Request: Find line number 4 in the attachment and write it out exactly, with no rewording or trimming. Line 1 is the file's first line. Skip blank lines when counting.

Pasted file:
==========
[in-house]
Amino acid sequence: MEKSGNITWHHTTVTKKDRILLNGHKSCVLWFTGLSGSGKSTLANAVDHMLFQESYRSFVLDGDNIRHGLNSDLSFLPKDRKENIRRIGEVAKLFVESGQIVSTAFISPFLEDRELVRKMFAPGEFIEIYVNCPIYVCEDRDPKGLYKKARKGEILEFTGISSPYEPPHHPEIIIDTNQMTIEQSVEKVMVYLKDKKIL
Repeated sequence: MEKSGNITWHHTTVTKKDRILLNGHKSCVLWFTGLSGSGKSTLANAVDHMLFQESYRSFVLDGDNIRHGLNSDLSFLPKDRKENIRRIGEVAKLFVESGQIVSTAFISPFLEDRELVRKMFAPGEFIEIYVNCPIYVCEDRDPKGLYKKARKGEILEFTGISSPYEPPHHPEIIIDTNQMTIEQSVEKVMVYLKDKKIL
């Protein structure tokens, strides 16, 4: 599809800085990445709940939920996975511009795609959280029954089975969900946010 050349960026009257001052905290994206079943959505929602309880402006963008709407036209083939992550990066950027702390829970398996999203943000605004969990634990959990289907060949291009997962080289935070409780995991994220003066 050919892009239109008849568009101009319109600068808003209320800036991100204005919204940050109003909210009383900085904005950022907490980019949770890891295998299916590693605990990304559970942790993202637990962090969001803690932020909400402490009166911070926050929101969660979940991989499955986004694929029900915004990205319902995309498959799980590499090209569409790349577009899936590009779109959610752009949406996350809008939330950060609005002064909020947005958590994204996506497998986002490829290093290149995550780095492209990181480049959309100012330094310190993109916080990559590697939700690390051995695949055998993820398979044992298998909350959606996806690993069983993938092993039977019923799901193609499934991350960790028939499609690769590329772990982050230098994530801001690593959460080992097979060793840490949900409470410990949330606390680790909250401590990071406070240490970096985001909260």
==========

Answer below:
């Protein structure tokens, strides 16, 4: 599809800085990445709940939920996975511009795609959280029954089975969900946010 050349960026009257001052905290994206079943959505929602309880402006963008709407036209083939992550990066950027702390829970398996999203943000605004969990634990959990289907060949291009997962080289935070409780995991994220003066 050919892009239109008849568009101009319109600068808003209320800036991100204005919204940050109003909210009383900085904005950022907490980019949770890891295998299916590693605990990304559970942790993202637990962090969001803690932020909400402490009166911070926050929101969660979940991989499955986004694929029900915004990205319902995309498959799980590499090209569409790349577009899936590009779109959610752009949406996350809008939330950060609005002064909020947005958590994204996506497998986002490829290093290149995550780095492209990181480049959309100012330094310190993109916080990559590697939700690390051995695949055998993820398979044992298998909350959606996806690993069983993938092993039977019923799901193609499934991350960790028939499609690769590329772990982050230098994530801001690593959460080992097979060793840490949900409470410990949330606390680790909250401590990071406070240490970096985001909260």